Today is Valentine’s Day. Happy Valentine’s Day. Too bad it has to fall in the thick of winter in the unsavory company of colds, flu and drizzles. (Right now if you tried to nuzzle up to three out of five persons, you would risk contracting the whooping nightsweats or the Victorian vapors.)
Despite all this, we are still a shameless, inveterate sentimentalist and today our Valentine’s gift for the Aware Ones is our favorite cake in the whole cosmos which we immodestly call the Troubleshooter Earth Cake. Now don’t rush off to the movie listings in disgust. This recipe is so easy, a 4th grader with braces could whip right through it in no time. However, we forewarn that you’ll have to scrape together a few spare cents to pick up items which you may not have lying around like brandy flavoring, sesame seeds and walnuts, but the apocalypse isn’t here just yet, so splurge; treat yourself and your Valentine. So, here we go.
The Earth Cake is not a gentle cake. It is rough and rugged. It is so hearty and brown, so rich and spicy that it will practically bite you back. Even the clumsiest, fumblingest know nothing in the kitchen can follow these directions and no matter what, barring tidal floods and earth tremors, the results are unconditionally guaranteed to pleasure your palate. On the other hand, if you are an experienced cook with years of culinary triumphs under your apron, this cake will excite your friends after the first bite and send them scrambling into your files in search of the recipe.
Do not eliminate such special features as the brandy and rum flavorings or the seeds and nuts. These items are as essential as the flour.
It is not really necessary to use a mixer for this cake. A wooden spoon, a big bowl and a strong arm will work just great.
First get the water (or juice) boiling and pour it over the oats and let it stand for a while. Preheat your oven to 350 degrees (Set it for 325 if your oven is hot stuff.) In the meantime, cream together the oleo with the sugars; beat in the eggs one at a time; then stir in flavorings. Dump in the flour, salt, soda and spices and beat with vigor until smooth.
By this time, your oat mixture should look like oatmeal. Plop it into the main batter and stir it around. At the end, mix in the seeds, raisins and nuts. By now, the batter should look thick and busy.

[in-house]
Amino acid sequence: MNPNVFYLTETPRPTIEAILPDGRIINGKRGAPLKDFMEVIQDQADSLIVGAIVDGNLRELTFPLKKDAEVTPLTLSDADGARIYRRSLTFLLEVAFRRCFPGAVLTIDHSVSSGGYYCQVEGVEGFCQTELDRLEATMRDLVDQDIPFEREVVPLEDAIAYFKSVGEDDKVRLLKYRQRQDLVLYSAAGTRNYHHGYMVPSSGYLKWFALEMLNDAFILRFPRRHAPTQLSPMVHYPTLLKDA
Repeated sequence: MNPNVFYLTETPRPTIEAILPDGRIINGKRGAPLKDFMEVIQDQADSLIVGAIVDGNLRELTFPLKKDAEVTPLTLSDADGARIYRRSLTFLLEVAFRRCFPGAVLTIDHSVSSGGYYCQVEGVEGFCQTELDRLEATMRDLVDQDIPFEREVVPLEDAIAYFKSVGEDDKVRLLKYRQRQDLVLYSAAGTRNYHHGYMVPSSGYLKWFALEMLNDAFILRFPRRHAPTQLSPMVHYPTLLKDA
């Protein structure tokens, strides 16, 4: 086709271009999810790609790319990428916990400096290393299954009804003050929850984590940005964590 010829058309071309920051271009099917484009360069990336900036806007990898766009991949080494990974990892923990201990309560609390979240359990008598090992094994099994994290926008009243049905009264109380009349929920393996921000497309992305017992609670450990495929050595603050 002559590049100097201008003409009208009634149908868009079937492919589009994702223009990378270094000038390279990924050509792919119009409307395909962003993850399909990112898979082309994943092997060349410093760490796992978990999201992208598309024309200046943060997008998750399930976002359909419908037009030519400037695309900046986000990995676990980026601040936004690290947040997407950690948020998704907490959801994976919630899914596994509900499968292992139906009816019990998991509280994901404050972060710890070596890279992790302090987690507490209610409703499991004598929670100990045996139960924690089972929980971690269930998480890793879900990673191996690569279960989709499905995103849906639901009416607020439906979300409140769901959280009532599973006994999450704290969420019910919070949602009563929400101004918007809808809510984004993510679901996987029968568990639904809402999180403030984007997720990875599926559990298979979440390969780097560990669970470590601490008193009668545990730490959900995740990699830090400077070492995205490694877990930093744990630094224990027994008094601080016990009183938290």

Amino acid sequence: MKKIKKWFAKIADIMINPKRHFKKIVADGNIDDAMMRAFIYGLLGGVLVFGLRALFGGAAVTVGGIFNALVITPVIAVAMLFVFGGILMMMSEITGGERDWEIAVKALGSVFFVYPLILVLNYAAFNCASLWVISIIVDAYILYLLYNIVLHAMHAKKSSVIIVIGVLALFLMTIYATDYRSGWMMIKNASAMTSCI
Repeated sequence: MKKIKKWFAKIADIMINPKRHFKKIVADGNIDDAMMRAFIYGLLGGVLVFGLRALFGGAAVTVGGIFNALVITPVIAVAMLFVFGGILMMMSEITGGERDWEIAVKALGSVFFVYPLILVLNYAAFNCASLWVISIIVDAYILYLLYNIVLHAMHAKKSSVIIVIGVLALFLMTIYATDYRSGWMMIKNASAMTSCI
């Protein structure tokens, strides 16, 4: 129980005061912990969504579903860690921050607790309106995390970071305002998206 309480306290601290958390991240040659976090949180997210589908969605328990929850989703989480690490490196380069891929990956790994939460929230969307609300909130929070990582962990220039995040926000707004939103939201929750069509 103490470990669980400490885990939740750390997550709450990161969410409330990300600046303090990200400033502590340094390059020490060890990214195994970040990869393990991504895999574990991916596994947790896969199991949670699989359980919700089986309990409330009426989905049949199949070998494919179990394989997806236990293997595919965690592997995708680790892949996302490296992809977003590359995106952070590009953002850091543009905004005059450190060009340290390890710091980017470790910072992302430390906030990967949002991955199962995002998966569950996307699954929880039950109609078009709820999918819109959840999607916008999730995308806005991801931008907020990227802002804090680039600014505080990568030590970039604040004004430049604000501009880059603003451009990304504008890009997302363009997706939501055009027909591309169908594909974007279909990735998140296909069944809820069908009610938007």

Earth Cake seems to bake best in a single pan; I use my trusty old beatup angelfood cake pan with the center tube, but any pan I’m sure will serve the purpose as long as the batter does not exceed 2 inches or so in depth. Depending upon the temperament of my dinky 3-burner stove’s oven, Earth Cake will take from 35 to 45 minutes to bake. After 30 minutes in your own oven, just keep checking it periodically for doneness. If the cake pulls away from the sides of the pan an-or if a knife inserted in the middle comes out clean it’s ready to leave the oven.
Let the cake cool for a while before turning it onto a plate or cutting board. But if you just cannot wait, and the aroma is just too intoxicating to bear, forget about removing it from the pan – just grab a knife and cut out a hunk of it with a little butter or cream cheese and eat it right up. Oooooohhhhhhhh. So good.
There are dozens of undiscovered variations on Earth Cake. These have worked well for me in the past:
Add 1 cup applesauce to the batter for extra moistness.
Use real brandy and or rum (tablespoon measures!) instead of flavorings.
Soak raisins in very hot water (or hot wine) before adding to batter. Be sure to drain them before dumping them in.
Just as you put the cake in the oven, sprinkle the top all over with generous portions of sesame and poppy seeds.
Use real butter instead of oleo. I have not yet experimented with substituting honey for sugar or using other flours, but should you try these variations,
Peace to you and good eating.
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